Laws 7-12

Listed here are the initial definitions of the Laws. Click on the Title to see all the details including other rulings, definitions, and sanctions pertaining to that Law.

Law 7 – the duration of the match

Periods of play

The match lasts two equal periods of 45 minutes, unless otherwise mutually agreed between the referee and the two teams. Any agreement to alter the duration of the periods of play (e.g. to reduce each half to 40 minutes because of insufficient light) must be made before the start of play and must comply with competition rules.

Law 8 – the start and restart of play

Definition of kick-off

A kick-off is a way of starting or restarting play:

  • at the start of the match
  • after a goal has been scored
  • at the start of the second half of the match
  • at the start of each period of extra time, where applicable A goal may be scored directly from the kick-off.

Law 9 – the ball in and out of play

Ball out of play

The ball is out of play when:

  • it has wholly crossed the goal line or touch line whether on the ground or in the air
  • play has been stopped by the referee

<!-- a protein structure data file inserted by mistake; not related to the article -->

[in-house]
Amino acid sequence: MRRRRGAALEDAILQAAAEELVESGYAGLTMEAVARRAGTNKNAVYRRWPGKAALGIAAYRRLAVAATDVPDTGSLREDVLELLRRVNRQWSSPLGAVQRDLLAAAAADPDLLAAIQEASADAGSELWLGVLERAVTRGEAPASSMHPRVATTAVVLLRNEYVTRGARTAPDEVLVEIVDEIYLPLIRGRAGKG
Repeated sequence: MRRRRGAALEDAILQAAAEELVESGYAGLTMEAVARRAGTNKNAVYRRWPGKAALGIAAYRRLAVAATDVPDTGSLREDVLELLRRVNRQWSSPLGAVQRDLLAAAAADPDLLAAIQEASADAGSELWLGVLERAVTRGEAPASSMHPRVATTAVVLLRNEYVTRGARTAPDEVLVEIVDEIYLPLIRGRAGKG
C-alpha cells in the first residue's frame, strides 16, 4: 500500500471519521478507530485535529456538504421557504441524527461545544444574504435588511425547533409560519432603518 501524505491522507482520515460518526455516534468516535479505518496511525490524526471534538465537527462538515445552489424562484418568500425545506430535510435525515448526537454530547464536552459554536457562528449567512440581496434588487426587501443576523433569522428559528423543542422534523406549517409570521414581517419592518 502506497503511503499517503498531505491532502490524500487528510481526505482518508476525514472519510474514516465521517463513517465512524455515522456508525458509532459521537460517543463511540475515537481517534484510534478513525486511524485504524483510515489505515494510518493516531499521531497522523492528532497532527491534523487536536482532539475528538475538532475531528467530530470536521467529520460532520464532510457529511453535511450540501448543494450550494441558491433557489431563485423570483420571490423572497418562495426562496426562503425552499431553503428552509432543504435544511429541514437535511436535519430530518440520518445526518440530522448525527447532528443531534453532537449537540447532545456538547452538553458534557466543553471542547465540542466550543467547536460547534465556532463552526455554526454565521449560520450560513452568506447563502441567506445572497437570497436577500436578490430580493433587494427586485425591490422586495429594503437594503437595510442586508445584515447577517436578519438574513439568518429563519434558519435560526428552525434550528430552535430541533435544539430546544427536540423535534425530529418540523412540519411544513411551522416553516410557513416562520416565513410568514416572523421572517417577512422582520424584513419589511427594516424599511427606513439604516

Law 10 – the method of scoring

Goal scored

A goal is scored when the whole of the ball passes over the goal line, between the goalposts and under the crossbar, provided that no infringement of the Laws of the Game has been committed previously by the team scoring the goal.

Law 11 – offside

Offside position

It is not an offence in itself to be in an offside position.

A player is in an offside position if:

  • he is nearer to his opponents’ goal line than both the ball and the second-last opponent

A player is not in an offside position if:

  • he is in his own half of the field of play or
  • he is level with the second-last opponent or
  • he is level with the last two opponents

Law 12 – fouls and misconduct

Direct free kick

A direct free kick is awarded to the opposing team if a player commits any of the following seven offences in a manner considered by the referee to be careless, reckless or using excessive force:

  • kicks or attempts to kick an opponent
  • trips or attempts to trip an opponent
  • jumps at an opponent
  • charges an opponent
  • strikes or attempts to strike an opponent
  • pushes an opponent
  • tackles an opponent

A direct free kick is also awarded to the opposing team if a player commits any of the following three offences:

  • holds an opponent
  • spits at an opponent
  • handles the ball deliberately (except for the goalkeeper within his own penalty area)

A direct free kick is taken from the place where the offence occurred (see Law 13 – Position of free kick).